The IRS recently posted to their website the income statistics for 2012. These statistics break down income into their major components such as wages, interest, business income, etc. Farmers who file Schedule F are also listed. Farmers who file as a partnership or S corporation along with related wages would be lumped in with those other categories.
As usual, Schedule F farmers again showed a net loss for the year. There were 1,835 million Schedule F returns filed showing a net loss of about $5.5 billion. This may seem like a fairly large loss, however, when you divide it among all of the schedule F returns filed, it results in about a $3 thousand loss per farmer. Based on our history of dealing with most farmers, that sounds about right. Farmers like to get their farm income to about break even by taking advantage of Section 179, deferring grain sales and using prepaid farm expenses.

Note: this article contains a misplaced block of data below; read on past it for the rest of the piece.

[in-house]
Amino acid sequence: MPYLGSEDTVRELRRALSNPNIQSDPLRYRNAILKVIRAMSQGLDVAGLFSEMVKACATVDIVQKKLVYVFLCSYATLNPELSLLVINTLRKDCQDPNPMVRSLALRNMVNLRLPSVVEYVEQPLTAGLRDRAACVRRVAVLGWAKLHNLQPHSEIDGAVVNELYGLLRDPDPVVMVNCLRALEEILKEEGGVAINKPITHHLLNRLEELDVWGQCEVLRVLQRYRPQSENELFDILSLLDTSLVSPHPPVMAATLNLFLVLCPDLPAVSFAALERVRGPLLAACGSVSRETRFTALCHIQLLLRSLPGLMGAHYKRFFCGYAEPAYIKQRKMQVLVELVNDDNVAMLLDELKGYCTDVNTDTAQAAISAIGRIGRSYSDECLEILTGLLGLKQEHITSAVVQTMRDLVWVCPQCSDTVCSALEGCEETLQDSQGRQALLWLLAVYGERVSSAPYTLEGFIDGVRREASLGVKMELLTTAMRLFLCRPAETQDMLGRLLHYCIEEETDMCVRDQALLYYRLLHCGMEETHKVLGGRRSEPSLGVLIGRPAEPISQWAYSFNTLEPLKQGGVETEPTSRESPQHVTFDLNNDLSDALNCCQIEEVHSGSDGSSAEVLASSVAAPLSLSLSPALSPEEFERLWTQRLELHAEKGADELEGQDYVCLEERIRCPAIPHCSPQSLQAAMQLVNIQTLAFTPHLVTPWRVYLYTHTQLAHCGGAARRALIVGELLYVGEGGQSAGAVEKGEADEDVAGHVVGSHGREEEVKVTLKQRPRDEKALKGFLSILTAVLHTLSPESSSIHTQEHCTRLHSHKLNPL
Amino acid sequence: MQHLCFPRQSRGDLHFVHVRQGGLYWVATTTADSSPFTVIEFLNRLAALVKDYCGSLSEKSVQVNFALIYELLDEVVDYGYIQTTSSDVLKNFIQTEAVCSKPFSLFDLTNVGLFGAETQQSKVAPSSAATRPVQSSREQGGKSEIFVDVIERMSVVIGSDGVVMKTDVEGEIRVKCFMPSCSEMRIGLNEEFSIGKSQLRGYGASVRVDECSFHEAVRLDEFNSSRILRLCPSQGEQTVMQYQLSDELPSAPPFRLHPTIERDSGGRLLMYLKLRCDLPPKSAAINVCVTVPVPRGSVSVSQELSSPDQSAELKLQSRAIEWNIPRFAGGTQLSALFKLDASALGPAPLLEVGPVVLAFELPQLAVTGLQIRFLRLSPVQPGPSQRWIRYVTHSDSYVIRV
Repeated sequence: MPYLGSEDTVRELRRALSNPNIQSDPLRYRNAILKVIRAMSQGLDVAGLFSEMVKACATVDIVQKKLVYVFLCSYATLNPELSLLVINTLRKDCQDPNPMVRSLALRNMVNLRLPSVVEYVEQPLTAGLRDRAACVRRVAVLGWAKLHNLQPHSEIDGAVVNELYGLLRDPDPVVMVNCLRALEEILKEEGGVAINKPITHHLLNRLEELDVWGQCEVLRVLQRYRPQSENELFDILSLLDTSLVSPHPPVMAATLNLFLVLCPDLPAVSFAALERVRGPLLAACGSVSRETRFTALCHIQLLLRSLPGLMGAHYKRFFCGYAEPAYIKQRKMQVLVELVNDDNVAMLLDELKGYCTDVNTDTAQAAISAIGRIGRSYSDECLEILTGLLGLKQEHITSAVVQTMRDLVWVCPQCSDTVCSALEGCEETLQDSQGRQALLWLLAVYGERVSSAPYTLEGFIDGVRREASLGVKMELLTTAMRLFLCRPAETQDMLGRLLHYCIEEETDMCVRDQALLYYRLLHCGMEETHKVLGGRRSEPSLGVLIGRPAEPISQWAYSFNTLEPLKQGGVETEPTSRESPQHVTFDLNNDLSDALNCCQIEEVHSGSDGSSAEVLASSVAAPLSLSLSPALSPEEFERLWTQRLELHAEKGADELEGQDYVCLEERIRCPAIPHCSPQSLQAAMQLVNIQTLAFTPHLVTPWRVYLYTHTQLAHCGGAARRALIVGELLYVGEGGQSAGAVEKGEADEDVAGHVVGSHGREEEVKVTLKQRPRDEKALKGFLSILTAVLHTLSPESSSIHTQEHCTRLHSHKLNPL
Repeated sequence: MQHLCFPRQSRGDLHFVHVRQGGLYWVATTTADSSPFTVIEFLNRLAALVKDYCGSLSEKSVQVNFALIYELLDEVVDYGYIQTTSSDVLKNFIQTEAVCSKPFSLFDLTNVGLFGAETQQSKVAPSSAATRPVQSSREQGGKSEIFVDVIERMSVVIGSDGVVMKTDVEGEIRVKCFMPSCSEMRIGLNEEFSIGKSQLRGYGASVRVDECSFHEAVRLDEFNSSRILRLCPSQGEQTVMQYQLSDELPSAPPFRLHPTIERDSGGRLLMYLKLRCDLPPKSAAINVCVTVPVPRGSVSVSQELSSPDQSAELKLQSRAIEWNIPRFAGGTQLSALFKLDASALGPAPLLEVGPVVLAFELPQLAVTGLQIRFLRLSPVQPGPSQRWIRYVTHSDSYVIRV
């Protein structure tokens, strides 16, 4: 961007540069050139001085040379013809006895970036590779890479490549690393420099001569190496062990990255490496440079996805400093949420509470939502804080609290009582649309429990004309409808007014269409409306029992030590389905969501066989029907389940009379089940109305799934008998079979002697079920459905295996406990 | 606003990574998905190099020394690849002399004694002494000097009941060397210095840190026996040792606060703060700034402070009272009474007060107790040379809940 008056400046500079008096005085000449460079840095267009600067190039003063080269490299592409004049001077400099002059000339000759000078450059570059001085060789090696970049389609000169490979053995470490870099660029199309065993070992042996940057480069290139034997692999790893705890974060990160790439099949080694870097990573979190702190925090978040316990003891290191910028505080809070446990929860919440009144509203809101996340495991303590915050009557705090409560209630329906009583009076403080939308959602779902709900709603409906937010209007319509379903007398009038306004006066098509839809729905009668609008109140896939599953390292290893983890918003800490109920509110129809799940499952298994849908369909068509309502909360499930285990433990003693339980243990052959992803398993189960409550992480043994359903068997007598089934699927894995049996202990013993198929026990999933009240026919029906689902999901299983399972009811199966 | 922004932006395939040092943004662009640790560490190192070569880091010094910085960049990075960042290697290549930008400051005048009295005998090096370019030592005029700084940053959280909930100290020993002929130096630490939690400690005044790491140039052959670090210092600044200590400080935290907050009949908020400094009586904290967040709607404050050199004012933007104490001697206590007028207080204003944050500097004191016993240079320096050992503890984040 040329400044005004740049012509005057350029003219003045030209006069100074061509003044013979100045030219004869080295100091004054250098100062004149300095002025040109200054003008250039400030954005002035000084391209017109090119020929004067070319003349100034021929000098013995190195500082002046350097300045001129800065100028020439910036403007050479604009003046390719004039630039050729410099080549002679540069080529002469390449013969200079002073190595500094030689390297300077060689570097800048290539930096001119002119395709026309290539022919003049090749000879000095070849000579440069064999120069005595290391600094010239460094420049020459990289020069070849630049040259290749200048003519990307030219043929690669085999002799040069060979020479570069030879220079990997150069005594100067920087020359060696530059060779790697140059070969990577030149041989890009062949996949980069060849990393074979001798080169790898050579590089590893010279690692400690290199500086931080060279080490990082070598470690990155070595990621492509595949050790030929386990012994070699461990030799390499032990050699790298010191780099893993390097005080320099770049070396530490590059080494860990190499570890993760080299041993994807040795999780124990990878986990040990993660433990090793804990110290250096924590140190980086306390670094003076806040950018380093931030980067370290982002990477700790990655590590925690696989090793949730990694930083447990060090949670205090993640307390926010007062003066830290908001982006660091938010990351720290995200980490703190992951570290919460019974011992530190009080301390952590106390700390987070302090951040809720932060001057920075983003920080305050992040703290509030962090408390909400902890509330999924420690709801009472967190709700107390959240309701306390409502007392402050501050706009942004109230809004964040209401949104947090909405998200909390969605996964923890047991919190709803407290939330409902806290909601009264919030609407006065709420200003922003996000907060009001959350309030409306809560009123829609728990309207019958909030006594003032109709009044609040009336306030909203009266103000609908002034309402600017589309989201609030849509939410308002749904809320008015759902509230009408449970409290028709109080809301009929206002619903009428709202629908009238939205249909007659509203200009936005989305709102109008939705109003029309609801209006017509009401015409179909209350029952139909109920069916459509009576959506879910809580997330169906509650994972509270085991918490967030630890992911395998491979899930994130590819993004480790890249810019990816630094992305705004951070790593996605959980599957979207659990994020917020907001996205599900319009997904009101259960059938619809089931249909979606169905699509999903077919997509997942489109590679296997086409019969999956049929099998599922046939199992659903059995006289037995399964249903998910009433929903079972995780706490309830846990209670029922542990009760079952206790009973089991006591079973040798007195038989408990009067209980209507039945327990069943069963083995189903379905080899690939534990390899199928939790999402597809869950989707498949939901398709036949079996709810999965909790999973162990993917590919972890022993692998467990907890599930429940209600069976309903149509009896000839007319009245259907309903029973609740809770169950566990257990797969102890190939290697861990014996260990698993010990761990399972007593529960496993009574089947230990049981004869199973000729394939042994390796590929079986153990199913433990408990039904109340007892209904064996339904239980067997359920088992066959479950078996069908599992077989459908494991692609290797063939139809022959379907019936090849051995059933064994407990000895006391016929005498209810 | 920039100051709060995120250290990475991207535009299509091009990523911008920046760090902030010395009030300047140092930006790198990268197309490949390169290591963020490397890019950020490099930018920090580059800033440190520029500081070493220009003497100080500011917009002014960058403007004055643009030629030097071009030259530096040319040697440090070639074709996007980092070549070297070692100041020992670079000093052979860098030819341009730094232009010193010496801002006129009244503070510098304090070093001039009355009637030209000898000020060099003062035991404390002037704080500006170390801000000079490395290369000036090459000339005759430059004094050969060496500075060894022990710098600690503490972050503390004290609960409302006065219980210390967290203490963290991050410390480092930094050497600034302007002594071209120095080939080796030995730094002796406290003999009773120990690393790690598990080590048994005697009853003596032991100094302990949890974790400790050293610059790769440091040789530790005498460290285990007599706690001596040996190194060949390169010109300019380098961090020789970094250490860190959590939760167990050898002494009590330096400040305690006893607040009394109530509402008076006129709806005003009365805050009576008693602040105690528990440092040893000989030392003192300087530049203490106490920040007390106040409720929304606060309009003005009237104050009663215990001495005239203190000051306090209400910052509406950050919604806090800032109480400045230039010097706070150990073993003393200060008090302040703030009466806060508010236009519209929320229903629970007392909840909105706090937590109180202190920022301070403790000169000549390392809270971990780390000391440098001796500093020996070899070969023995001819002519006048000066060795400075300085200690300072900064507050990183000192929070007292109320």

In comparison, the average Schedule C business owner reported net income of about $13,600 for 2012.
547 thousand individuals also reported crop share farm rental income on form 4835 resulting in about $5.8 billion of net rental income. Farmers reporting net cash rental income would be lumped in with other rental income so we cannot break those amounts out.
Total income from all sources was $9.234 trillion with adjustments of about $134 billion and itemized deductions of $1.238 billion (plus standard deductions of about $800 billion) resulted in net taxable income of about $6.4 trillion.
This may be a key reason why the IRS does not spend a lot of time auditing farmer's tax returns. The number of returns filed represent less than 1% of all returns filed and when the IRS looks at the statistics, there is not much there for them to get excited about.